The plan also includes the first-ever standards for greenhouse gas emissions, requiring all 2016 models to meet about “250 grams of carbon dioxide per mile.” Auto-makers are concerned these changes will increase production costs. Transportation Secretary Ray Lahood defended the administration´s plans at a press briefing in the White House.
“In less than 30 days auto manufacturers sold 700,000 cars in the US. Ford has called back workers to begin building new automobiles. General Motors has called back workers with new automobiles. I think the industry was thrown a lifeline with the clunkers program. And when you sell 700,000 cars in less than 30 days, that means that new cars need to be built.”
EPA administrator Lisa Jackson was also at the briefing. She said the new fuel efficiency standards would put money into consumers´ pockets.
“Overall consumers would save more than $3,000 in fuel costs over the lifetime of a model year 2016 vehicle. The majority of US consumers would start seeing immediate savings of roughly $130 to $160 a year from lower fuel costs. And the new standards will conserve 1.8 billion barrels of oil, significantly reducing our dependence on foreign fuel.”
The transportation secretary described the new regulations as a win-win situation. But how much will these measures reduce carbon emissions and US dependence on foreign oil? FSRN spoke with Lena Pons, a policy analyst at Public Citizen.
India´s “New Deal” faces corruption allegations
The US State Department says it is looking into a recent admission by Pakistan’s former president that he diverted US military aid to arm his country against India. Former President Pervez Musharraf had been a key ally of the Bush administration and had received billions of dollars in US military aid as part of the so-called “war on terror.” State Department spokesperson Ian Kelly admitted they did not have many details on the allegations.
“Mr. Musharraf is a private citizen. He provided very few details, so we would refer you to him to get these kinds of details. And I would just say as a general principle, we take very serious, very seriously any allegation of using US origin military assistance for purposes other than we had already agreed to and that we had intended it for.”
Pakistan’s former President Pervez Musharraf made the admission in an interview with Pakistan’s Express News television channel and was unapologetic about using US aid to prepare for war against its neighbor. He made his recent remarks from London where he lives in virtual exile. Reacting to Musharraf’s admission, the Indian government called on Washington to more closely monitor its aid to Pakistan.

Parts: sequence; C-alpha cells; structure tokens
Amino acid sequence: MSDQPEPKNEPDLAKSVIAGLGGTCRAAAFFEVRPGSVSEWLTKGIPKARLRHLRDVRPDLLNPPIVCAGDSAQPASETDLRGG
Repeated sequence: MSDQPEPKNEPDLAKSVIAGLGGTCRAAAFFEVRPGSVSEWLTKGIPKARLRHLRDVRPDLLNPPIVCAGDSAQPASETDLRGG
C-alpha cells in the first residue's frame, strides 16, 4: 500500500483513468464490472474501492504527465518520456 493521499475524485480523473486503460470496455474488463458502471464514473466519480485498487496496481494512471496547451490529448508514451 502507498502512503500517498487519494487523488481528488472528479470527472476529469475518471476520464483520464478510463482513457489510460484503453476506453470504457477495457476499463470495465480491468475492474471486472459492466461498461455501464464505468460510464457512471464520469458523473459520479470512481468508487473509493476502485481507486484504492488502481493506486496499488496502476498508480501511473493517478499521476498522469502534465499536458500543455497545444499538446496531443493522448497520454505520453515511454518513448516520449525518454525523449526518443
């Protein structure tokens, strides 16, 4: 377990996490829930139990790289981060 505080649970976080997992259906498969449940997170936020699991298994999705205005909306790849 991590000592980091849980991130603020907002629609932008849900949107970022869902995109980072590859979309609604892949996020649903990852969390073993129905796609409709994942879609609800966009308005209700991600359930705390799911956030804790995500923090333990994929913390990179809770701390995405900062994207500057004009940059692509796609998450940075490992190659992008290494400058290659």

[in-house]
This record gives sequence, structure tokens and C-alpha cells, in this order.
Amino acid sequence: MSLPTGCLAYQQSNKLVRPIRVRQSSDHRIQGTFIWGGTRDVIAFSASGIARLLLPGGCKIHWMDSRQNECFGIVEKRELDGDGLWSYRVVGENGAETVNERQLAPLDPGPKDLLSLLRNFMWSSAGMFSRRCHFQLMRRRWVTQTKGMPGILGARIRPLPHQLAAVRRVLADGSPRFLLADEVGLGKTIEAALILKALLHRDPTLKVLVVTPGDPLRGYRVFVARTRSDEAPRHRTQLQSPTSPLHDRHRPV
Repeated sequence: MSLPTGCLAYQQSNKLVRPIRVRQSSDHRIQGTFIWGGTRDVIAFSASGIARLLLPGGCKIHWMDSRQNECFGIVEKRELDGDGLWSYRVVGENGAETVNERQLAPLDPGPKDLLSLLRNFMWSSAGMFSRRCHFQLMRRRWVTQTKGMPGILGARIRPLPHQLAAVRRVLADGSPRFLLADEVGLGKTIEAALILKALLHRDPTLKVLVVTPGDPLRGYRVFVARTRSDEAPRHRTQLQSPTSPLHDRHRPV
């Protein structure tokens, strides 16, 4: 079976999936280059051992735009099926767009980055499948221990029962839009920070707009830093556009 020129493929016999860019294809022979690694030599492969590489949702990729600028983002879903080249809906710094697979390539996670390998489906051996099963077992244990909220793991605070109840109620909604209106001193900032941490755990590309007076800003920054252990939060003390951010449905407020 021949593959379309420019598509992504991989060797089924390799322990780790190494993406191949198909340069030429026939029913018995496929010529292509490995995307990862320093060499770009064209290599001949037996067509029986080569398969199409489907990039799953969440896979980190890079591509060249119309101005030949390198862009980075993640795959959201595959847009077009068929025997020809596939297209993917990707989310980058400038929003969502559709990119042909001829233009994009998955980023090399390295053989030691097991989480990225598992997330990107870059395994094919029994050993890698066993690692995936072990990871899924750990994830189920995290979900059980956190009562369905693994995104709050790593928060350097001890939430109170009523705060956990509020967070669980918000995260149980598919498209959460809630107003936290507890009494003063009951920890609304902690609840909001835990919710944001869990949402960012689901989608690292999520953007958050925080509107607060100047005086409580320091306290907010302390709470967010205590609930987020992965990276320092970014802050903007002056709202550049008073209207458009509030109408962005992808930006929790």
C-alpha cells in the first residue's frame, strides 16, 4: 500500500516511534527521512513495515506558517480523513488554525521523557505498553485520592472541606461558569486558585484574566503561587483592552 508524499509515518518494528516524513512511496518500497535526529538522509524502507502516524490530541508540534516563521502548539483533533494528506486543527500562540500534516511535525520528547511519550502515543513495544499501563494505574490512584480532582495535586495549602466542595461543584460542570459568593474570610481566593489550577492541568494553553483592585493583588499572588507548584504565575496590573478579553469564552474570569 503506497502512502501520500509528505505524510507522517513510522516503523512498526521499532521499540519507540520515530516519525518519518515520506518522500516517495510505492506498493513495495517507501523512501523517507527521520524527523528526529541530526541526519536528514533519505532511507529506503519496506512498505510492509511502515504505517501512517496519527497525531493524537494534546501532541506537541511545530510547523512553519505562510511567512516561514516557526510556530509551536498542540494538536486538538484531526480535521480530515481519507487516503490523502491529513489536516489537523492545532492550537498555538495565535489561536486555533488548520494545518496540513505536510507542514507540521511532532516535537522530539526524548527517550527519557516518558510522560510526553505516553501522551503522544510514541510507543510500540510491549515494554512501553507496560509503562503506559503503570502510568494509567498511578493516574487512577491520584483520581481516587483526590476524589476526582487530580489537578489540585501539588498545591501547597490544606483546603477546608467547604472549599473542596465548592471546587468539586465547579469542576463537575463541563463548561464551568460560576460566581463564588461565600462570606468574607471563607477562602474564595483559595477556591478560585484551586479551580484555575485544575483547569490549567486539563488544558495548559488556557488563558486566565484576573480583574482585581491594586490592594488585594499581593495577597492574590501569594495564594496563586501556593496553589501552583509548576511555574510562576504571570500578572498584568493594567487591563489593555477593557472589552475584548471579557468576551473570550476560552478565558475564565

India is also dealing with the breakdown of one of its social welfare programs, the National Rural Employment Guarantee Scheme. Much like the New Deal in the US, the program has created thousands of jobs for people in rural areas, through local infrastructure and development projects.
The United Nations describes it as one of the world’s largest social welfare programs and the World Bank calls it an “important cushion” for India’s rural poor. But this ground-breaking program is now facing several accusations of fraud and corruption. And government officials are the main suspects. From New Delhi, FSRN´s Bismillah Geelani has the story.
Obama pushes healthcare reform at AFL-CIO convention
The AFL-CIO continued its annual convention in Pittsburgh today and approved a number of resolutions covering green jobs, immigration, job safety and health care. President Obama addressed the crowd and said his administration was reversing and replacing old anti-labor executive orders with laws to protect workers’ rights.
“That´s why the very first bill I signed into law was the Lilly Ledbetter act to uphold the principle of equal pay for equal work. That´s why I stand behind the employed free choice act.”
The President also used the occasion to push for his health care reform proposal. The Senate Finance Committee is poised to deliver their health care bill this week. Obama cited a Kaiser Family Foundation report released today, showing that family premiums on health insurance rose more than 130 percent over the last 10 years and now average $13,000 a year.
“Which is why when you´re going to negotiate you can´t even think about negotiating for a salary or a wage increase, cause the whole negotiation is about keeping the benefits you already have. That´s not just the fault of the employer, it is the fault of a broken healthcare system that´s sucking up all the money. When are we going to stop it? When are we going to say enough is enough? How many more workers have to lose their coverage? How many more families have to go into the red for a sick loved-one? How much longer are we going to have to wait and can wait?”
Labor advocates are pushing for universal coverage and a “pay-or-play” system, which would require employers to either offer health care coverage or a subsidy to help cover the costs. The AFL-CIO convention continues through Thursday.